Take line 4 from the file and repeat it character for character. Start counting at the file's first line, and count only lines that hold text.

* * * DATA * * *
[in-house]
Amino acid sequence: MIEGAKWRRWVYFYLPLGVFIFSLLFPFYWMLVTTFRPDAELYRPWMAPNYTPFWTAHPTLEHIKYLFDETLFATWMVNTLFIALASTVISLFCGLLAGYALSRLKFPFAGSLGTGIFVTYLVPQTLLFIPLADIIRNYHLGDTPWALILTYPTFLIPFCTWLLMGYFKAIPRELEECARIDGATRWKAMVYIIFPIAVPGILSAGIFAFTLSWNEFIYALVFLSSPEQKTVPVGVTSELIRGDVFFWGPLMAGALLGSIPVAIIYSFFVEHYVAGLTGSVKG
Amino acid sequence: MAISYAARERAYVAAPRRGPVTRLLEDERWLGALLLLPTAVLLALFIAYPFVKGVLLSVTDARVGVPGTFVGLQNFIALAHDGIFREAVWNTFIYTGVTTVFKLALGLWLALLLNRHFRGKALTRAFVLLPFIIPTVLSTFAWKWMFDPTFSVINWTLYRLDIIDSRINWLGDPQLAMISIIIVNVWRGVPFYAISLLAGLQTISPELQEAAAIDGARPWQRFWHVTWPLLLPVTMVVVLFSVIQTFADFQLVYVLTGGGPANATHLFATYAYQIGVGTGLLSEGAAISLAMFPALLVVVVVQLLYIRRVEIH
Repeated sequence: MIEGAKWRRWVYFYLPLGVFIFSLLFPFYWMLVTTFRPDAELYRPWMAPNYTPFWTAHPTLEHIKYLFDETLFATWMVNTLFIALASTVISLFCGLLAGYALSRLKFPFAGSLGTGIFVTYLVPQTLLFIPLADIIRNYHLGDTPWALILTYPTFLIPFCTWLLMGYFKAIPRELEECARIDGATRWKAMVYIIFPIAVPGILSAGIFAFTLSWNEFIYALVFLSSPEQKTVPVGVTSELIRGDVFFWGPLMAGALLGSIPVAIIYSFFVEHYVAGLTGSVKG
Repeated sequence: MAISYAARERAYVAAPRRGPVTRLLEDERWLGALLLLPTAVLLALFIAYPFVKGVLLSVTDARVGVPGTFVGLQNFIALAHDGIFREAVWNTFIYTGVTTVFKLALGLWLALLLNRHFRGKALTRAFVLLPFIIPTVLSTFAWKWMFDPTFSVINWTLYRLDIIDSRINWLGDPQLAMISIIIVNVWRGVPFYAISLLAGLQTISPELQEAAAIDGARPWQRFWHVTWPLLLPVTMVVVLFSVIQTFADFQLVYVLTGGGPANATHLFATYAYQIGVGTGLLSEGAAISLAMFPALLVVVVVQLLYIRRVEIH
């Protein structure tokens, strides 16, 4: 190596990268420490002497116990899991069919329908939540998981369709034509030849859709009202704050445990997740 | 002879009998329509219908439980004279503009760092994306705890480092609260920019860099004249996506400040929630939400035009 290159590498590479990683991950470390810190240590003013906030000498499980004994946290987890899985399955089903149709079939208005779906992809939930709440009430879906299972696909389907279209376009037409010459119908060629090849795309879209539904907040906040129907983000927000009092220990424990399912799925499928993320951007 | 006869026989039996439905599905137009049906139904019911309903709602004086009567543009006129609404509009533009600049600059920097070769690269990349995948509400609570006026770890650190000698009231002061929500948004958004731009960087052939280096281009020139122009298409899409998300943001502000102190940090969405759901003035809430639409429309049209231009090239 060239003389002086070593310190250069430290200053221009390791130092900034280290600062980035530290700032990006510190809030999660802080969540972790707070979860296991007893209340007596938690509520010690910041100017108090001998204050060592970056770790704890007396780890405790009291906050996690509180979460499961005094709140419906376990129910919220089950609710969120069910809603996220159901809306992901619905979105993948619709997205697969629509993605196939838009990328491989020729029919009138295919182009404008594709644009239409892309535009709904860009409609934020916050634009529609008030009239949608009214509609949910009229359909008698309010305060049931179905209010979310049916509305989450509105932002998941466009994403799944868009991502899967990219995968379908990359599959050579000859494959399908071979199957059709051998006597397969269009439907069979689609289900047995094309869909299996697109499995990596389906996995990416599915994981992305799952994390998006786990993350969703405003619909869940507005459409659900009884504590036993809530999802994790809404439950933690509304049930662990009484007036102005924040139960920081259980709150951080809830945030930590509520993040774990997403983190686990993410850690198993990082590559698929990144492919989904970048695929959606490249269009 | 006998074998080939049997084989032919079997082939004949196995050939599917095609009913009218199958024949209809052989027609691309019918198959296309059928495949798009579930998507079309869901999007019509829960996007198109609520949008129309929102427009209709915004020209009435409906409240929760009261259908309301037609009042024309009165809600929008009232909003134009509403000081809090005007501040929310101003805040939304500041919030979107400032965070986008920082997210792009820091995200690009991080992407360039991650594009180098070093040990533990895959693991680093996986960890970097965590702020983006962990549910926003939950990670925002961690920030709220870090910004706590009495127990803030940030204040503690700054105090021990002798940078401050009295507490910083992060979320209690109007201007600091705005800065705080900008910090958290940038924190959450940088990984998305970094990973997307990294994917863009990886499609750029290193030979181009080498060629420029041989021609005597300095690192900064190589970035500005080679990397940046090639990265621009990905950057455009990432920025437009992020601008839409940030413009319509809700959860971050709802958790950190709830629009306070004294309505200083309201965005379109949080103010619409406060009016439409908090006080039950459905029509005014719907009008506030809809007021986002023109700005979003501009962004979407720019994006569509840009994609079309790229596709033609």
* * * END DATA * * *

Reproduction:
Repeated sequence: MIEGAKWRRWVYFYLPLGVFIFSLLFPFYWMLVTTFRPDAELYRPWMAPNYTPFWTAHPTLEHIKYLFDETLFATWMVNTLFIALASTVISLFCGLLAGYALSRLKFPFAGSLGTGIFVTYLVPQTLLFIPLADIIRNYHLGDTPWALILTYPTFLIPFCTWLLMGYFKAIPRELEECARIDGATRWKAMVYIIFPIAVPGILSAGIFAFTLSWNEFIYALVFLSSPEQKTVPVGVTSELIRGDVFFWGPLMAGALLGSIPVAIIYSFFVEHYVAGLTGSVKG